Plains Facts

Plains Facts
A plain is a type of landform made up of a flat area that can exist in valleys, lowlands, on plateaus, or uplands. They are formed by a variety of weather and geological phenomena including water deposits, ice, wind, erosion, and even lava. Plains make excellent agricultural ground in many places because of their rich soil and their relatively flat landscape. There are different types of plains including structural plains, erosional plains, and depositional plains, as well as coastal plains and flood plains. Natural plant life on plains is dependent on the climate and can range from thick forests, to grasslands, and everything in between.
Interesting Plains Facts:
Structural plains tend to be large flat surfaces that make up extensive lowlands.
Erosional plains are those that have been created by erosion die to glaciers, wind, running water and rivers.
Depositional plains are created when material is deposited from rivers, glaciers, waves and wind. Sometimes these plains are very fertile because of the type of material that has been deposited there.
Depositional plains are classified as alluvial plains, or glacial plains.
Alluvial plains are created by a river that deposits material that becomes the soil.
Flood plains are plains that experience periodic flooding or just occasional flooding. One of the most famous flood plains is the one surrounding the Nile River in Africa.
A lacustrine plain is a plain that was originally the bottom of a lake.
A lava plain is formed when lava creates sheets over time, eventually becoming rich soil.
Glacial plains are formed when a glacier moves across land and the force of gravity creates the large flat surface.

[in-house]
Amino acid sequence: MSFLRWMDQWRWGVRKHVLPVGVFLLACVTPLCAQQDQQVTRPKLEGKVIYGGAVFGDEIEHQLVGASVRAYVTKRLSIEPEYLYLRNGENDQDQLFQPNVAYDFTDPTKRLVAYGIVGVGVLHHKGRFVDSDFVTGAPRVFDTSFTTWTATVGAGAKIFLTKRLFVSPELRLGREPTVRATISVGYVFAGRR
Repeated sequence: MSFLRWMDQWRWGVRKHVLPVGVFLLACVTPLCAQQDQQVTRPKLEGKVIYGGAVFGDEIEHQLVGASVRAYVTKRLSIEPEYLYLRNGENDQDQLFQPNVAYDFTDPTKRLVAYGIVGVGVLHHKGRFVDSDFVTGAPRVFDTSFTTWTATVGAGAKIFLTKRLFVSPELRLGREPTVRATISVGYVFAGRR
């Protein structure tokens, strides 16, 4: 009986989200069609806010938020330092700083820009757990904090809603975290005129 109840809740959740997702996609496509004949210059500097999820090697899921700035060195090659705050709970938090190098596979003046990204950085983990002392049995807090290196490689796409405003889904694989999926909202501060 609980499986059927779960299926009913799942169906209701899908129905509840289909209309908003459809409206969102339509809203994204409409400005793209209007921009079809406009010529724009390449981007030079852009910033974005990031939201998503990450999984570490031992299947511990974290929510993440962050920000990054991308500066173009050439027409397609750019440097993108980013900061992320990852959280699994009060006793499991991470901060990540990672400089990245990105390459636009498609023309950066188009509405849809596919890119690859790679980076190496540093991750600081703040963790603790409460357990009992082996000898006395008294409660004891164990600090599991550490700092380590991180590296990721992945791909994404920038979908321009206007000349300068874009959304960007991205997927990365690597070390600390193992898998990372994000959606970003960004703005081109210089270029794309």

An abyssal plain is an area of the ocean basin that is either flat or sloping very gently.
Plains that exist on other planets are referred to as planitia (Latin for the word plain). Mars has Hellas Planitia and Venus has Sedna Planitia.
The Great Plains in North America cover areas of ten states including New Mexico, Texas, Oklahoma, Colorado, Kansas, Wyoming, Nebraska, South Dakota, North Dakota, and Montana. Weather on the Great Plains can be extreme at times, which has led to a lot of irrigation to help compensate for drought conditions that can occur.
Coastal plains are lowlands that stretch along the shore and slope towards it. An example of a coastal plain is the Atlantic Coastal Plain. This plain stretches from Florida to Nova Scotia.
Many of the world's rivers are surrounded by plains.
Plains cover approximately one-third of the land on earth.
Every continent on earth has plains in one form or another.
In North America, where some plains are grasslands, these are referred to as prairies. These types of plains have warm summers and cold winters.
Mexico has a forested plain called Tabasco Plain that is home to all sorts of vegetation including trees and shrubs.
A tropical grassland plain is called a savannah. Savannahs are warm all year and tend to have scattered trees. Africa's main savannah is the Serengeti.
In very cold climates like the Arctic, plains are often frozen. They are referred to as tundra.

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